OK folks, I gotta admit, the primary thought in my mind all week has been, “Uggh, do I really have to do this?” Everything I say or write or even do seems somehow hollow, trite. I don’t want to be serious or witty or eccentric or profound or batshit crazy. I just want to be real. Ha! I just want…I don’t want to be an “I” anymore. At least, that’s what I tell myself. Why can’t I just write something and leave me out of it?
So many observations, witticisms, synchronicities, rants and revelations go through my head in just the time it takes to write this sentence; how can I possibly sustain a coherent thought, translate it into words and do it every week? I haven’t had a weekly whack since Monday, haven’t received a letter from God in AGES, haven’t hacked out all the negative cigarette karma that’s hacking away my soul, haven’t put my prose before me (a swine) and the only place I don’t belong is not everywhere.
See what I did just there?
OK, I’m gonna try and pull it together for those of you who’ve made it this far. This week actually has a planned topic. And while sitting alone in front of a campfire for two nights in a row I actually wrote notes. And sometime during Hurricane Irene I wrote about death. I’m pretty certain that everything I wrote about death is ridiculous because of my narrow, limited view of death. Nevertheless, I wrote all this stuff, dammit, and I’m sorry I just don’t have the will to edit it down into something that doesn’t fill an entire blog page or however anyone thinks these things should be done. Wednesday is my bitch.
What I can promise is that due to my employment-enslavement you will not see many posts this length until next summer, unless it’s something old being recycled or a sudden burst of creative bullshit.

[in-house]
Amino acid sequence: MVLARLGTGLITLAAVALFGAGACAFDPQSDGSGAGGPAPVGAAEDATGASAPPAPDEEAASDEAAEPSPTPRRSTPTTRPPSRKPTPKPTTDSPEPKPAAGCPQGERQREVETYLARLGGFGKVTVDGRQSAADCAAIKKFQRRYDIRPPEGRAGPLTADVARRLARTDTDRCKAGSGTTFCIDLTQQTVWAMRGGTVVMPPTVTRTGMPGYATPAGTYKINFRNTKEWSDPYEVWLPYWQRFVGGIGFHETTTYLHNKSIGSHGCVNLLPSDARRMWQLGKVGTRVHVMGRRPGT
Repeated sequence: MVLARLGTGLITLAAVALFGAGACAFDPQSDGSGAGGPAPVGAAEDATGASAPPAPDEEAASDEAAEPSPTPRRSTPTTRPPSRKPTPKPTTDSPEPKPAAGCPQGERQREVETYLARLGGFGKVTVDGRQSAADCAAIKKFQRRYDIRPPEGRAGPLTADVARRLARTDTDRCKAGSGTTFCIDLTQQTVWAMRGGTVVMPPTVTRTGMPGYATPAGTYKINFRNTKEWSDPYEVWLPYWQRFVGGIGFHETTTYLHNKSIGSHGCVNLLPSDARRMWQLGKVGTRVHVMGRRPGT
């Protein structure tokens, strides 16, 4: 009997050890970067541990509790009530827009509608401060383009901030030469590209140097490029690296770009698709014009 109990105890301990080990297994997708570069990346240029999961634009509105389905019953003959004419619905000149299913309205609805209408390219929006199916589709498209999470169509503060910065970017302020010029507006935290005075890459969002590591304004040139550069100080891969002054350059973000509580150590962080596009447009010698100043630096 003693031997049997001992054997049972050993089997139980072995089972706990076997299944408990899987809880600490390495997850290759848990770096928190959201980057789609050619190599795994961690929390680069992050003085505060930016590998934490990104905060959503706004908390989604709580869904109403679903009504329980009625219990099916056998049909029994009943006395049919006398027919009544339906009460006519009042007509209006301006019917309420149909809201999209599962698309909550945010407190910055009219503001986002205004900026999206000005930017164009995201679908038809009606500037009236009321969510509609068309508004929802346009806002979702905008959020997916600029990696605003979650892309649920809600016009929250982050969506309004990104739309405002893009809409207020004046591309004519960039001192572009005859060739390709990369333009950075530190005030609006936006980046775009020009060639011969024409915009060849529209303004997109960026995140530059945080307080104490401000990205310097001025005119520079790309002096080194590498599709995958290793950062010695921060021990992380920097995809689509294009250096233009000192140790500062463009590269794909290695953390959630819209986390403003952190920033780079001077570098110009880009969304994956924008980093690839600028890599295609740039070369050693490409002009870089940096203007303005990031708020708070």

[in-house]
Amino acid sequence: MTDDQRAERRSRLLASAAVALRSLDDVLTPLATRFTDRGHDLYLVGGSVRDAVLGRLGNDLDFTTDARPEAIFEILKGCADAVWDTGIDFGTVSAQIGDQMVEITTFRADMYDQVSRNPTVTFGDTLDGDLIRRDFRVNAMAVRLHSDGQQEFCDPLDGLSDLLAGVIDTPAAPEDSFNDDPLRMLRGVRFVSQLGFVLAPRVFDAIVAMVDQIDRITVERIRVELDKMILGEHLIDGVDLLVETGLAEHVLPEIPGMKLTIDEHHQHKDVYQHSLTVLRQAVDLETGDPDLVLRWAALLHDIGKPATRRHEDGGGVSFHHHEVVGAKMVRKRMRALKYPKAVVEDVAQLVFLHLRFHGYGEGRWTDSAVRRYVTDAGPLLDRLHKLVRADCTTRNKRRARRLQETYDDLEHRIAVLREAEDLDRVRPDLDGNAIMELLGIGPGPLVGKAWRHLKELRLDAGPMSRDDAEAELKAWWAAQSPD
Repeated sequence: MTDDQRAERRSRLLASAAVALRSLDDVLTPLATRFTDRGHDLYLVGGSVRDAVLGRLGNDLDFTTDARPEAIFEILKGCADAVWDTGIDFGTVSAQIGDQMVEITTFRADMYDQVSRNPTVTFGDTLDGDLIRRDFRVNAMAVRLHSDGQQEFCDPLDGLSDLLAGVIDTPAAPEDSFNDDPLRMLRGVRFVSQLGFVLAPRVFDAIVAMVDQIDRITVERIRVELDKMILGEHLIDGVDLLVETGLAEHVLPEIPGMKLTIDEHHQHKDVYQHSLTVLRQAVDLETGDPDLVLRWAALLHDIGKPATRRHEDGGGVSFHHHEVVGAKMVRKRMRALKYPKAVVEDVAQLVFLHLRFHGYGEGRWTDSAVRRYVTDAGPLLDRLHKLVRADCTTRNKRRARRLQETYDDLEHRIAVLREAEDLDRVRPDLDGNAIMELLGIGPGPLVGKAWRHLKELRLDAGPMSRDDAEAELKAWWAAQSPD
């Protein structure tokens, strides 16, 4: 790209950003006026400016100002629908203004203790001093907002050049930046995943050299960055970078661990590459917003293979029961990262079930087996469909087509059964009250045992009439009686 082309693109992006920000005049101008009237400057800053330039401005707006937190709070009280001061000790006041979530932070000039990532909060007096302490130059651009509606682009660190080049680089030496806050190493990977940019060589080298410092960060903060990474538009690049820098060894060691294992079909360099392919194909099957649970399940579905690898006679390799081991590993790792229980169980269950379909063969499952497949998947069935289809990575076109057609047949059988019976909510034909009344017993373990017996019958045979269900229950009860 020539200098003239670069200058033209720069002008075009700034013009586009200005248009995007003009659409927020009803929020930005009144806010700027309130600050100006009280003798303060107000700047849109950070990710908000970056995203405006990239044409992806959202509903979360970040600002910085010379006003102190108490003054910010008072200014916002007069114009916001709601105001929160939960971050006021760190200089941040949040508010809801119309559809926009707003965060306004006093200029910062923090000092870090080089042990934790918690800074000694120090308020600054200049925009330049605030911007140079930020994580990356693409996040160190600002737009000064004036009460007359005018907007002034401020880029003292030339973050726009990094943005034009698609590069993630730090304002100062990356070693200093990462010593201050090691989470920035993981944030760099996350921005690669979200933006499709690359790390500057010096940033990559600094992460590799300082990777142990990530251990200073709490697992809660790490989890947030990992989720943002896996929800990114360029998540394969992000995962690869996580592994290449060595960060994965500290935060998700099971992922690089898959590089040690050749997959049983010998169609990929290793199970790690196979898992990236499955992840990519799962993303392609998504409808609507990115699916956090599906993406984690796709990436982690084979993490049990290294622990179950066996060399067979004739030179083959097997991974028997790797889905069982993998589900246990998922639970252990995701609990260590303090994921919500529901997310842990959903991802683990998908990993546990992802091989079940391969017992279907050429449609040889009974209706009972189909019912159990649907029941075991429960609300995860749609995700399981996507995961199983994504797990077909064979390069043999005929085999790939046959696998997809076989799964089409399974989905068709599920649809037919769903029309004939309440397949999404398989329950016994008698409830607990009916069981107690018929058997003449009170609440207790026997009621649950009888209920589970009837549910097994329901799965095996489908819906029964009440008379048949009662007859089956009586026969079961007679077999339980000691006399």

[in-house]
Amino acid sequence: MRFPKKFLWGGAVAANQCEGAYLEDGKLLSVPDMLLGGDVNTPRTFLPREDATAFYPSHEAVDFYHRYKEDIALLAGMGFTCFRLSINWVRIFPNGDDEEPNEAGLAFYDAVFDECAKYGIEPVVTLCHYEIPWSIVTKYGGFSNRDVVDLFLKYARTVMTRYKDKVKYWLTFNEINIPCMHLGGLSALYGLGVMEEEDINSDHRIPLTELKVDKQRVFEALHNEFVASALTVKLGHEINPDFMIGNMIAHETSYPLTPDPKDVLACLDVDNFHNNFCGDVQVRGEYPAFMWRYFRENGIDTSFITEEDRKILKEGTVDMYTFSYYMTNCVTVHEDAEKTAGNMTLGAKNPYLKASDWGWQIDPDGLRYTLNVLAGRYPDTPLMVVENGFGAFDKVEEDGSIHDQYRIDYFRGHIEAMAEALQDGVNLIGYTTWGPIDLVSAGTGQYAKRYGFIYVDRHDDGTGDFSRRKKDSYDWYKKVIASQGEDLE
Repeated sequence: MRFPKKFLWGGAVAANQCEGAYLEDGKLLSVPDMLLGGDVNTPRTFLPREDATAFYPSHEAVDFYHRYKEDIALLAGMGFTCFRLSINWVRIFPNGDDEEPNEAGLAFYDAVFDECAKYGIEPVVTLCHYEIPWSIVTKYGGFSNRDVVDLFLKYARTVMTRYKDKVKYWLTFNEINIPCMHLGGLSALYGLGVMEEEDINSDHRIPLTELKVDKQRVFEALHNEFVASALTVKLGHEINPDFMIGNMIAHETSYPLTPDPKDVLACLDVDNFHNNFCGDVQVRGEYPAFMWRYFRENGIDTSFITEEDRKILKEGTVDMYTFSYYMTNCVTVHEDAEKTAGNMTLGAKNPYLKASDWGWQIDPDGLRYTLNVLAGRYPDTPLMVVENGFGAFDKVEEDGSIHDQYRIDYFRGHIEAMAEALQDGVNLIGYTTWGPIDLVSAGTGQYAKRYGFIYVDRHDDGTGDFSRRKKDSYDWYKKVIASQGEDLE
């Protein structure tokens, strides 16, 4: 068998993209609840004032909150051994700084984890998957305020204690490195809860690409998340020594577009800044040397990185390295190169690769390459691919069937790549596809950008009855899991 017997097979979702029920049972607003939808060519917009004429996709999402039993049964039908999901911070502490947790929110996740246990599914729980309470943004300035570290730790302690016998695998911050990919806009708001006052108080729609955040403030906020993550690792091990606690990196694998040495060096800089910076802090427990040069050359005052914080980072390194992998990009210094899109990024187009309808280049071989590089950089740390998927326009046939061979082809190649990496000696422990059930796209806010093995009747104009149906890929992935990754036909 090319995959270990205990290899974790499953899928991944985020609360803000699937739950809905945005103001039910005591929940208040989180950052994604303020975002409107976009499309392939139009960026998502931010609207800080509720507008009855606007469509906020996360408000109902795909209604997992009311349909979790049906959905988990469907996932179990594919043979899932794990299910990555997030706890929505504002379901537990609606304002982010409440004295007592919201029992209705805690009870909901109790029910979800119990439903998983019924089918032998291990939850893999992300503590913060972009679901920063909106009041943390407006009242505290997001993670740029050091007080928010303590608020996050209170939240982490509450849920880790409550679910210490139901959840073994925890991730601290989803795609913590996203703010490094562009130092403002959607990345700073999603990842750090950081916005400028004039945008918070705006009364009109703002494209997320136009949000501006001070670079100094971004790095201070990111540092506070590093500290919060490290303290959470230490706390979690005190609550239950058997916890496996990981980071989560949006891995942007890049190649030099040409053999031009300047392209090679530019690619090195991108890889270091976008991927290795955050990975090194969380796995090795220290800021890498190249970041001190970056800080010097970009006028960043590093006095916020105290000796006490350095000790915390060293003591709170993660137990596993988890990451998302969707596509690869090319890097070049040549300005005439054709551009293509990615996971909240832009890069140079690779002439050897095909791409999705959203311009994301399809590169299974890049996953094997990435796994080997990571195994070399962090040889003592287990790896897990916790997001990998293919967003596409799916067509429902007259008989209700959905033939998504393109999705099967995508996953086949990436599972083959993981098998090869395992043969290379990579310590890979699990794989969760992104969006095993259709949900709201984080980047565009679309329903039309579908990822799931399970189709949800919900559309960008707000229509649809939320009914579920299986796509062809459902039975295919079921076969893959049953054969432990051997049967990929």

Speaking of which,
*yes it’s not a spoiler but for the time being it suffices as a nice HTML cut
OK, so the original idea of this week’s column was simply to list my good habits—the things I do (perhaps foolishly) to delay death. I don’t actually believe these things will delay the inevitable. Nevertheless, constant awareness of one’s mortality can be difficult, if not liberating. Most of us push that death awareness down into the subconscious so that we can go live our lives as if we could live forever. And we do.
I was not raised with a healthy lifestyle. I hated vegetables and my parents didn’t force me to eat them. We also ordered a hell of a lot of takeouts. Both of my parents used to smoke cigarettes so by the time I became a smoker (21) my lungs were probably already primed with years of secondary smoke. I am not athletic. I don’t like to go to bed early which caused sleep deprivation. That and having to keep my brother entertained when he wouldn’t go to sleep, which was every single night for all the years we shared a room.
Once in college I started to make a real effort. In sophomore year I was going to the gym every day and running about 4 miles every other day. By junior year that stopped. Fast forward through most of my 20s, which included mostly exercises in debauchery.
Now I’m in my 30s and can feel the first inklings of old age. Grey hair, slower metabolism, random aches and a need to get a full 8 hours of sleep just to keep the energy level up. So while I can’t delay death and I certainly can’t prevent it, I can at least try to enjoy the present by staying healthy. However, as with all endeavors success comes from consistency and discipline. I seriously lack both. So I don’t do all these things all the time. My bad habits continue to fight with my good habits as the proverbial pendulum swings back and forth. And boy do I have a lot of bad habits, like um, staying alive.
“Time to get under the covers and watch the movie on the back of my eyelids called, ‘Everything I Ever Worried About’ starring Death.” —Erin Whitehead, @girlwithatail